Villacastin can relate to a need for accessible transportation when he commutes to his western suburb. He rides eight miles to his home from the metra station, and he would have to walk if he didn’t own the e-vehicle, due to a lack of available parking spaces, he said.
“In terms of accessibility, there’s a lot to come… I never thought this would be a thing. A scooter without handlebars?… Who in their right mind would make something like that?,” he said while speaking about new technologies including options like treaded and spiked tires that make it possible to ride during the winter.
While e-vehicles are becoming increasingly popular, though, there have been instances of injury and even deaths nationwide.
Ben Polony, a junior public policy major at UIC, fractured a finger in August after hitting a curb while riding a rentable e-scooter.
“I definitely want to see the program continue,” he said. “My accident and injury was my own fault because I wasn’t paying attention to the street and the road in front of me.” Polony had been riding e-scooters before the program came to Chicago and said he became too comfortable on the vehicle that requires full attentiveness.
Polony lives a short distance from UIC in a part of the Little Italy neighborhood but he appreciated the program because public transit options like buses do not always operate when he needs to travel to school or elsewhere.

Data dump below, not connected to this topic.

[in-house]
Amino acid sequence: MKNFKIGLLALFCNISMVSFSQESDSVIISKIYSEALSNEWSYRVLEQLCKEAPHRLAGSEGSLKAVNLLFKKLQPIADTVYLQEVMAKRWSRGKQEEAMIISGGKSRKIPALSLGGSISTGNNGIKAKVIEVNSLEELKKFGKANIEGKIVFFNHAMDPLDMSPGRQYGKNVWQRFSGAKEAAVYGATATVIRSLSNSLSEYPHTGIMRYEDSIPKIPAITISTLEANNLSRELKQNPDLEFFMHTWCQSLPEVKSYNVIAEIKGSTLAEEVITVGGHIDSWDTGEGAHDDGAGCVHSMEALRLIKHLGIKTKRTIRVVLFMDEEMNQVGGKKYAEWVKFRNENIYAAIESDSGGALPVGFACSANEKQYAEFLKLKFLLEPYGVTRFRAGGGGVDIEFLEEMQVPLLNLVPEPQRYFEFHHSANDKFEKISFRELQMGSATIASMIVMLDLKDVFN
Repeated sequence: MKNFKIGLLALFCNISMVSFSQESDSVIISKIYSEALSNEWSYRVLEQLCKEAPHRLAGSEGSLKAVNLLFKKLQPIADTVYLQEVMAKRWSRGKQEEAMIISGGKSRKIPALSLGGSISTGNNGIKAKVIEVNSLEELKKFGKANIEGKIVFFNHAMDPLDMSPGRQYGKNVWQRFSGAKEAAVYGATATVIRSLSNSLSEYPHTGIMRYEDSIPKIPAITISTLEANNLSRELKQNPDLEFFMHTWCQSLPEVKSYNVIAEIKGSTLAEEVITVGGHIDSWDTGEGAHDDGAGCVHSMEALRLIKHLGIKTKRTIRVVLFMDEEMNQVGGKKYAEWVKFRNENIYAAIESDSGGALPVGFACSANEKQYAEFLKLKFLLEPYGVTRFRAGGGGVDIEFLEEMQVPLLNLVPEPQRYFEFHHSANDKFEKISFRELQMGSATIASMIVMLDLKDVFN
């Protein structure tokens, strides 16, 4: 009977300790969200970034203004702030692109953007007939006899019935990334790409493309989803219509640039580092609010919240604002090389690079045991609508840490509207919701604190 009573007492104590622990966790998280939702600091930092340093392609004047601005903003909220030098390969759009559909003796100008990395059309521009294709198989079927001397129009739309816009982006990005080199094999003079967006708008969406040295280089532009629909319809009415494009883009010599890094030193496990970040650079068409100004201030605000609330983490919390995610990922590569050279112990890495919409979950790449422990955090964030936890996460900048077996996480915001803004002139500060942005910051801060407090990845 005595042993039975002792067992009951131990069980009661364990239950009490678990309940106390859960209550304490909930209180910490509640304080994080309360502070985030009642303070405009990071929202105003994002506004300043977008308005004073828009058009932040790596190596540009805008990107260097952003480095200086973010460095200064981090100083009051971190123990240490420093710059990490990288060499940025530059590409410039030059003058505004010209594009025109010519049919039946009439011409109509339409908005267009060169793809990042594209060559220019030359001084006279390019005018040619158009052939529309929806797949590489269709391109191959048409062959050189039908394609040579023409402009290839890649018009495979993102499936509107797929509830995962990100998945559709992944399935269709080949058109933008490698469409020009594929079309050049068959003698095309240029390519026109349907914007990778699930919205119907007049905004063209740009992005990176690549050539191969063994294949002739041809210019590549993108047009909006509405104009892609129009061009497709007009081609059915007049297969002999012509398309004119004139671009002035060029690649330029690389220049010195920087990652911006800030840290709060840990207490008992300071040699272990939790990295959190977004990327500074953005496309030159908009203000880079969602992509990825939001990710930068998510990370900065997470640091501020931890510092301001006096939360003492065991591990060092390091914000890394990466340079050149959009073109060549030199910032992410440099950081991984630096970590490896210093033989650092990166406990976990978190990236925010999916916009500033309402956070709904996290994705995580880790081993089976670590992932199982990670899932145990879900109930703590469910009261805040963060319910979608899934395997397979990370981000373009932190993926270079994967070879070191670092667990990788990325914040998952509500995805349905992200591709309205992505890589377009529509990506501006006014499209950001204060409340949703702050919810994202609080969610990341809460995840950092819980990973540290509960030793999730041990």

“[Scooters] tend to be very useful in getting between my apartment and campus when there’s no bus that’s coming anytime soon or during the weekends; when the 157 — which is the bus that goes down Taylor street — doesn’t operate,” he said.
Villacastin added that “these aren’t toys. There should be a way to implement helmets, but I’m not sure how.” He said that as a new technology, pedestrians and drivers are simply not yet accustomed to maneuvering around scooters. Rentable scooters may have governors that restrict speeds while private scooters may have greater ability to speed.
Ten companies had introduced 2,500 scooters within a 50-square mile that was roughly bordered by Irving Park Road on the north, the South Branch of the Chicago River on the south, the city’s western border and Halsted Street, according to a Chicago Tribune report. The companies included Bird, Bolt, gruv, Jump, Lime, Lyft, Sherpa, Spin, VeoRide and Wheels.